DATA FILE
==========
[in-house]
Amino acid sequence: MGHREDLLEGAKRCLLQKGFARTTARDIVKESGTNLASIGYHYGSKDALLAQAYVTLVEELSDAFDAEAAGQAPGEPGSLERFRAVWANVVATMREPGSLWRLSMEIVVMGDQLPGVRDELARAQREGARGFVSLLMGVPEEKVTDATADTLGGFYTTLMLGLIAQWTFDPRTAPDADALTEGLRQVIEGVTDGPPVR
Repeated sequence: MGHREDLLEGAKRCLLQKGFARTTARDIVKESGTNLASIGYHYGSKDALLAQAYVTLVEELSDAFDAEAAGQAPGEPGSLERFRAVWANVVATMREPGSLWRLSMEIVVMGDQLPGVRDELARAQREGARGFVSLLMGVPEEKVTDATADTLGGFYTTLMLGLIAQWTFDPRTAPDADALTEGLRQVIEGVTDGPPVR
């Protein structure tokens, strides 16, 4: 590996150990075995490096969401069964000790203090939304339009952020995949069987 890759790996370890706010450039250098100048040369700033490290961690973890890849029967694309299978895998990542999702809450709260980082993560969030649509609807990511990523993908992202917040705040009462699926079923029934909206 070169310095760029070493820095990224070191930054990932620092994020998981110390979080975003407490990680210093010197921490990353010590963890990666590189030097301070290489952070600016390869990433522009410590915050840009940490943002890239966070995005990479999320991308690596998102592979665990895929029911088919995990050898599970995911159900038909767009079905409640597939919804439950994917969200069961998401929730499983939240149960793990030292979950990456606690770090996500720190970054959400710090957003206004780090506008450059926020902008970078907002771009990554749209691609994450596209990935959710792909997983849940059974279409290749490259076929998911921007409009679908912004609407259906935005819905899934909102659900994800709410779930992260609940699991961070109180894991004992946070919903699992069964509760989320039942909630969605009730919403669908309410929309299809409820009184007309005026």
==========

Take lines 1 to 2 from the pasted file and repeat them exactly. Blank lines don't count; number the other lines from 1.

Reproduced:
[in-house]
Amino acid sequence: MGHREDLLEGAKRCLLQKGFARTTARDIVKESGTNLASIGYHYGSKDALLAQAYVTLVEELSDAFDAEAAGQAPGEPGSLERFRAVWANVVATMREPGSLWRLSMEIVVMGDQLPGVRDELARAQREGARGFVSLLMGVPEEKVTDATADTLGGFYTTLMLGLIAQWTFDPRTAPDADALTEGLRQVIEGVTDGPPVR